A biblical short story from Adam Roberts.
Archive: November 16th, 2019
An interesting project that will research and document the language used across different design systems to name similar components.
Replying to a tweet from @briankardell
But CSPs are implemented by the site owner, not the end user. In-browser CSPs for users would be wonderful.
This would be a fascinating experiment to run in Firefox nightly! This is in response to that post I wrote about third-party scripts.
Replying to a tweet from @kriesse
Ah, sorry I didn’t get a chance to see you there!
The benchmarks that advertising companies use — intended to measure the number of clicks, sales and downloads that occur after an ad is viewed — are fundamentally misleading. None of these benchmarks distinguish between the selection effect (clicks, purchases and downloads that are happening anyway) and the advertising effect (clicks, purchases and downloads that would not have happened without ads).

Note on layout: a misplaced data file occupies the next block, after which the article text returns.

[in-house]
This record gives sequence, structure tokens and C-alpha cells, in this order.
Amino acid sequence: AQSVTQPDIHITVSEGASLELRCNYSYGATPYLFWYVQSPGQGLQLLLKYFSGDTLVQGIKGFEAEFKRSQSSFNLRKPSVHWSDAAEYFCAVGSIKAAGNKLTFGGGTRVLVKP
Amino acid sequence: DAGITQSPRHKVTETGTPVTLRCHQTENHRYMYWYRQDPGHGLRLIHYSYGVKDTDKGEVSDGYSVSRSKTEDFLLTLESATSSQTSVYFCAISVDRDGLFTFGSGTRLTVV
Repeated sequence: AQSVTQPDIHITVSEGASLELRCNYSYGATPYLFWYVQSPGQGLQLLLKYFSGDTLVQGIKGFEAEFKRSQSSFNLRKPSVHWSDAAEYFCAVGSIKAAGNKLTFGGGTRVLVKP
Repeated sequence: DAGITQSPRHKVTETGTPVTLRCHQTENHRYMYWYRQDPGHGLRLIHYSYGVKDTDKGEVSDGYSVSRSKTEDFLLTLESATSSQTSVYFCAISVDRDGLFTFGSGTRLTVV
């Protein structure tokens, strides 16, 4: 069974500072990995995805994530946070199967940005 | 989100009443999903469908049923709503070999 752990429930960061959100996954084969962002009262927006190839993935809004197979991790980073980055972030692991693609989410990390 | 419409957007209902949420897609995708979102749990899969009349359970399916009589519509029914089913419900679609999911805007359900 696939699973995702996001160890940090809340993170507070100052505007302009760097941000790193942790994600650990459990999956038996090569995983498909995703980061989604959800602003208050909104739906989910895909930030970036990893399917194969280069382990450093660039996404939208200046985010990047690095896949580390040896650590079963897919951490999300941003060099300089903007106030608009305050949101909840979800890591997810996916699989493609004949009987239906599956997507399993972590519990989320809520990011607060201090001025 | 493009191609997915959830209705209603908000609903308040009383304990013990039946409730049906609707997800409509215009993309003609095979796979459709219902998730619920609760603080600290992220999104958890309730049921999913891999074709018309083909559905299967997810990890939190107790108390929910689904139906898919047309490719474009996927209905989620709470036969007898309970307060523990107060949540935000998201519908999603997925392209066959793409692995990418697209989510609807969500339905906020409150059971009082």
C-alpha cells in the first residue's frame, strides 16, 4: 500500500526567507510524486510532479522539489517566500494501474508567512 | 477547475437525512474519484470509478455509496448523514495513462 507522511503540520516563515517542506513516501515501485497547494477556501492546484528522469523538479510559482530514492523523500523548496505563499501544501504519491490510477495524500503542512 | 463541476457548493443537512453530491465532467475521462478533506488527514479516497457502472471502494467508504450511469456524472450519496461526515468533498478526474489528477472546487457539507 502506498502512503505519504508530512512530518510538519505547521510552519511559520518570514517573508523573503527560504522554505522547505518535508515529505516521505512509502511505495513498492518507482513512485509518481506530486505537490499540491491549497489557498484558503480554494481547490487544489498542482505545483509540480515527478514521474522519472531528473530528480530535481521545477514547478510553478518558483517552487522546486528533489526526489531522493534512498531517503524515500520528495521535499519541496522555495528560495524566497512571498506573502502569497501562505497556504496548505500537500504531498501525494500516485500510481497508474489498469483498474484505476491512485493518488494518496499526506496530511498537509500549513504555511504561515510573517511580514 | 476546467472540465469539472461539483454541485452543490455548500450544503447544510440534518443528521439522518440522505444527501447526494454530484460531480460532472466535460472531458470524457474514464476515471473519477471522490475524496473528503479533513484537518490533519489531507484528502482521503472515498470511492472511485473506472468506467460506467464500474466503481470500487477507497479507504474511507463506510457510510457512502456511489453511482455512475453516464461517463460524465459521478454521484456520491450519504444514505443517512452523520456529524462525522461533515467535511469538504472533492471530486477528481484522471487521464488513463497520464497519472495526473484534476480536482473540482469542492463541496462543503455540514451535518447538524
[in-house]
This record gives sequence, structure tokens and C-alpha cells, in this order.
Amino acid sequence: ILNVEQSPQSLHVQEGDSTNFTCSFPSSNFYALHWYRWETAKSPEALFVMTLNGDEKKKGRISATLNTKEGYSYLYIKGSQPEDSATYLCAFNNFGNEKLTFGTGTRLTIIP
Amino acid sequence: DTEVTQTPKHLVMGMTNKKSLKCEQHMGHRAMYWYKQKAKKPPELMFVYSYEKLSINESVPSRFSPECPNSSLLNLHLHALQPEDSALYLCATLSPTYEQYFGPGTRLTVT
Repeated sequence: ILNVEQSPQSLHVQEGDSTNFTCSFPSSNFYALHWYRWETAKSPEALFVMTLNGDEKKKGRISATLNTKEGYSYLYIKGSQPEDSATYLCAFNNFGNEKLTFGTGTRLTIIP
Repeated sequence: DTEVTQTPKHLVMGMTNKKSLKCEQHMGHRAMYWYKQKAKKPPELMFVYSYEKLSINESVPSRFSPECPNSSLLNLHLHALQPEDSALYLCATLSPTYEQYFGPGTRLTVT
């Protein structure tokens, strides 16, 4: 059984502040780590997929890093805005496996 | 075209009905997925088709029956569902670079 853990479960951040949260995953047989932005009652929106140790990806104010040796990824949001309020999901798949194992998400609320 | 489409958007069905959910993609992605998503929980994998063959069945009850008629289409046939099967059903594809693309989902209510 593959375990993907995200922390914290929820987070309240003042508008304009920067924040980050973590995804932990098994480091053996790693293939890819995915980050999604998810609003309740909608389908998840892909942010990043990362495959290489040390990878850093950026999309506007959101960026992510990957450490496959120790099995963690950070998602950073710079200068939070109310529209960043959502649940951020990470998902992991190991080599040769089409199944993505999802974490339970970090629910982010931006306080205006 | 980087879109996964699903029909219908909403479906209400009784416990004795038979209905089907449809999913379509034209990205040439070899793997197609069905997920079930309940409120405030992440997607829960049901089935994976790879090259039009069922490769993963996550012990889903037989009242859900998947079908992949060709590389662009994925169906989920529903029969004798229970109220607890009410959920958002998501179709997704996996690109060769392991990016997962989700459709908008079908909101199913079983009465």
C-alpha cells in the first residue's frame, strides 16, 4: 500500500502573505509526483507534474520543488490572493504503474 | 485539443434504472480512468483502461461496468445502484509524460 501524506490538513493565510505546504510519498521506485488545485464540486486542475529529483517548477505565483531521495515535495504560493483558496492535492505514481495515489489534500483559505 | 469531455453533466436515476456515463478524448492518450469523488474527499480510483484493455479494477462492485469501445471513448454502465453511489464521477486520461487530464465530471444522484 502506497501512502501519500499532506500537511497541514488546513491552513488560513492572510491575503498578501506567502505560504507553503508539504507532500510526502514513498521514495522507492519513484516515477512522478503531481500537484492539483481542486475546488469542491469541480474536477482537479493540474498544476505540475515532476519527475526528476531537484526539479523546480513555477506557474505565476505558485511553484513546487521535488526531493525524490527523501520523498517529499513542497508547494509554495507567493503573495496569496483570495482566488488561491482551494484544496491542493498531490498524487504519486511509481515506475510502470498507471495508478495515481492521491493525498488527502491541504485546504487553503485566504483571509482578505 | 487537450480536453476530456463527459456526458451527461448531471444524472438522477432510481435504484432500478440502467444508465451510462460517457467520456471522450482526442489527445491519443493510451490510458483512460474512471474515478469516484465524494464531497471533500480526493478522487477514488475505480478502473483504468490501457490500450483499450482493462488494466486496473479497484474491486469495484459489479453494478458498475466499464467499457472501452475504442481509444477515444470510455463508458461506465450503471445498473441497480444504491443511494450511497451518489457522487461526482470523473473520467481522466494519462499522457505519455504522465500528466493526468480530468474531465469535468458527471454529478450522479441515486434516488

It gets worse: the brightest minds of this generation are creating algorithms which only increase the effects of selection.
A terrificly well-written piece on the emperor’s new clothes worn by online advertising. Equal parts economic rigour and Gladwellian anecdata, it’s a joy to read! Kudos to Alana Gillespie for the great translation work (the original article was written in Dutch).
We currently assume that advertising companies always benefit from more data. … But the majority of advertising companies feed their complex algorithms silos full of data even though the practice never delivers the desired result. In the worst case, all that invasion of privacy can even lead to targeting the wrong group of people.
This insight is conspicuously absent from the debate about online privacy. At the moment, we don’t even know whether all this privacy violation works as advertised.
The interaction design of this article is great too—annotations, charts, and more!
Here are the slides from my opening keynote at Beyond Tellarrand on Thursday. They don’t make much sense out of context.
I’m really pleased with how this turned out. I wasn’t sure if anybody was going to be interested in the deep dive into history that I took for the first 15 or 20 minutes, but lots of people told me that they really enjoyed that part, so that makes me happy.
Replying to a tweet from @triagegirl
Oh, fantastic—thank you!
(It’s fascinating to see how different this kind of response is compared to what I’m hearing from people who happen to work at Google. 😉)